And I know I got some press on Tom con the other day, so I know those, those are happy. So people are out there again, but maybe they're just, you know, but they're going out there with a very singular vision, I think at this point of what?

Speaker 1 (21m 45s): Sure. Yeah. And in the, on the B2B side, which I'm more in tune with, you know, shows like T E S are starting up again. And yeah. If, if they, if it wasn't for this, this fucking quarantine in Thailand, which I happen to be right in the middle of right now, as I mentioned to you coming back from America, I would be in Prague because I haven't missed it in many years, but unfortunately this September, it's not going to happen. Well, it didn't happen last September, obviously either.

So I'm hoping in 2022, everything will be as back to normal as possible. But anyway, talk about a fucked up country. I live in my God. Anyway,

Speaker 2 (22m 28s): We spoke you, you were, things were okay there. Right.

Speaker 1 (22m 31s): We're wonderful. The first year was amazing. And now they're losing the government got lazy and they started giving into business interests. Oh yeah. And I'm sure plenty of cash has changed hands, which that probably includes the money that it's costing for two fully quarantined people to be sitting in a 15 day quarantine. I'm sorry. Two full two fully vaccinated people to be sitting in a 15 day quarantine. Nice.

it's all about money anyway. Don't get me started. Okay. So it wasn't until your podcast looking non vanilla, that you began to really deal with social media. So what have you found out from that experience? Good and bad?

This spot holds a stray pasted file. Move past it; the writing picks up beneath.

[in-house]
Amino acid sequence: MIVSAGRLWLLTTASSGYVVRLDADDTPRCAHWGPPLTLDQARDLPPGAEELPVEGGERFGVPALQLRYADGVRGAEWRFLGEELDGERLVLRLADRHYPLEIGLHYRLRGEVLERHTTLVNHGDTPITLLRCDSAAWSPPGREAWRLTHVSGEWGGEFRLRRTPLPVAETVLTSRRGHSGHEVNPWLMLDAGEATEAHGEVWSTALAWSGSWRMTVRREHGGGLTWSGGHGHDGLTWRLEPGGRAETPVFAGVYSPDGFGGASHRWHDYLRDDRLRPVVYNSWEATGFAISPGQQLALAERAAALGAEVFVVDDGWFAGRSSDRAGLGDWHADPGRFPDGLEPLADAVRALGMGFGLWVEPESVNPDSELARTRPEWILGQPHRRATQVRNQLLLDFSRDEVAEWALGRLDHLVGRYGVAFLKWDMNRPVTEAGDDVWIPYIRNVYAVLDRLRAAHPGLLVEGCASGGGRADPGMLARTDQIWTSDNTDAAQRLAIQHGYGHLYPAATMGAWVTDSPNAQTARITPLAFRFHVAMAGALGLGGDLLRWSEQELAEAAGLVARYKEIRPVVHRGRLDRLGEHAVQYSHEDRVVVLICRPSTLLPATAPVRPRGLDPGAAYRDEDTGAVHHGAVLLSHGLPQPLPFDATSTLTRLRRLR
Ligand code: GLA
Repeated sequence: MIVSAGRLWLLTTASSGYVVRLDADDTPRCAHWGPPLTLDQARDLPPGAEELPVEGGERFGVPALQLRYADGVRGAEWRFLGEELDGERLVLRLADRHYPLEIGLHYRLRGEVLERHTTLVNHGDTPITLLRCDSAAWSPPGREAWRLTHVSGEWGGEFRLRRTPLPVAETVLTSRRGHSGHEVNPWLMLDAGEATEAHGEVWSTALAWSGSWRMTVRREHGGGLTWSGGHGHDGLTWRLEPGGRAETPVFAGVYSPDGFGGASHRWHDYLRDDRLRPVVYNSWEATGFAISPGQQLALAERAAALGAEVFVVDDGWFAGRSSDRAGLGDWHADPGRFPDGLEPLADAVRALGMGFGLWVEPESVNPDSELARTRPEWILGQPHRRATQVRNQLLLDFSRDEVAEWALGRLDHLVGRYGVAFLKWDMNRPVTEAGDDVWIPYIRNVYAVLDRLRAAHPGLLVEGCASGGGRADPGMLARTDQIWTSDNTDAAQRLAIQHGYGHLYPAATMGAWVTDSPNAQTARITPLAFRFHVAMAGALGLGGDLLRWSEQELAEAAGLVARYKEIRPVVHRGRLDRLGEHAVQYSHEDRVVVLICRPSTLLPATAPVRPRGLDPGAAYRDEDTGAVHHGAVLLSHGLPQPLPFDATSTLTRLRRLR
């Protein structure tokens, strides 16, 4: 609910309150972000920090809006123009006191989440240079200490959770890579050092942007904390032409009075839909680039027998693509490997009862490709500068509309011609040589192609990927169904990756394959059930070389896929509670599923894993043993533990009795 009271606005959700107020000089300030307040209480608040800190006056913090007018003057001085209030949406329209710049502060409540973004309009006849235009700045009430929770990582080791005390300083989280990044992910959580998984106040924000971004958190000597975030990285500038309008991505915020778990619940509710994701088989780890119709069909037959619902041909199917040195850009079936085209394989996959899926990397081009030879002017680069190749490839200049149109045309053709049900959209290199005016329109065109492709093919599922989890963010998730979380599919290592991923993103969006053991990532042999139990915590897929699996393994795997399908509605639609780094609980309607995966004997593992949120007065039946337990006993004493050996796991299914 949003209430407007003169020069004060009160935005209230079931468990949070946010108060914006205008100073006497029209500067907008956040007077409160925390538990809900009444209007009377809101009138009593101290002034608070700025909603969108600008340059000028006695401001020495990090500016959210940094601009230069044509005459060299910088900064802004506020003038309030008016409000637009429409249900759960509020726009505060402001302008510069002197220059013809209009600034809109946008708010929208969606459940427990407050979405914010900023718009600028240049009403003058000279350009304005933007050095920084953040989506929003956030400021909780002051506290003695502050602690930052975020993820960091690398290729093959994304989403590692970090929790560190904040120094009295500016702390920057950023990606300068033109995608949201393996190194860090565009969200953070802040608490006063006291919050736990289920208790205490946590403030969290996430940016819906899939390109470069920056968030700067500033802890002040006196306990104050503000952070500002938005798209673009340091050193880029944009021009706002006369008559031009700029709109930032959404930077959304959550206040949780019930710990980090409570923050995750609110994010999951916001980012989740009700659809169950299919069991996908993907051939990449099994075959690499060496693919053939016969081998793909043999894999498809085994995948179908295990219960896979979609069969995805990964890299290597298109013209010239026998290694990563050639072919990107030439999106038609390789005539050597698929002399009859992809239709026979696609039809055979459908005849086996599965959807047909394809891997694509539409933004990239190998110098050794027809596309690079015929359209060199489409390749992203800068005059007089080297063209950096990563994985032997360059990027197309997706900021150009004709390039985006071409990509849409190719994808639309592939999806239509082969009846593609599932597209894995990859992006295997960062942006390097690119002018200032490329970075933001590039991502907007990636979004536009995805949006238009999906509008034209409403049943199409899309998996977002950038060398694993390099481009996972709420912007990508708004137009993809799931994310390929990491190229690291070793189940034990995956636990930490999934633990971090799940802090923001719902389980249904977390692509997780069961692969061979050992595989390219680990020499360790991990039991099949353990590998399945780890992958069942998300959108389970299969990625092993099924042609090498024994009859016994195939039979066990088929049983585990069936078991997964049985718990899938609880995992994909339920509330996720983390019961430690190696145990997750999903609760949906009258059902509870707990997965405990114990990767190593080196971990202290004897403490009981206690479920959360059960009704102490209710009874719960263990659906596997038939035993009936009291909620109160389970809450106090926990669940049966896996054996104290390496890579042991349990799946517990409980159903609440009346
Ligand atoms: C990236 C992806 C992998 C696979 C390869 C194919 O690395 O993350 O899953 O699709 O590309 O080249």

Speaker 2 (23m 17s): Well, it reiterated the one thought in my mind, which was that it's, it can be a holy time suck, you know, an incredible, incredible, you know, mind candy that you can just, you can just get, get thrown into and, you know, talk about talking about Alice down the rabbit hole, you know, you could just go for it. It's, you know, it's like when I start searching, you know, Emerson, Lincoln Palmer, YouTube videos, I'll be on YouTube forever know. So It's the same thing.

So I, you know, so I never dealt with it before. Well, so what happened was when we started looking at vanilla, my producer said, well, we got to get on some sort of social media. And I said, well, I'm not going to Facebook. I just can't become part of that Cole. I have no desire for it. So, so he said, well, you know, we can get it to Twitter. I said, well, right. So we got into Twitter and, you know, I'll, I'll make a, I'll, I'll put up a blog or, or, you know, one of the, whatever the show was on that week. And, and, and then I started, you know, seeking contacts through there and I made some contacts through them, which was good.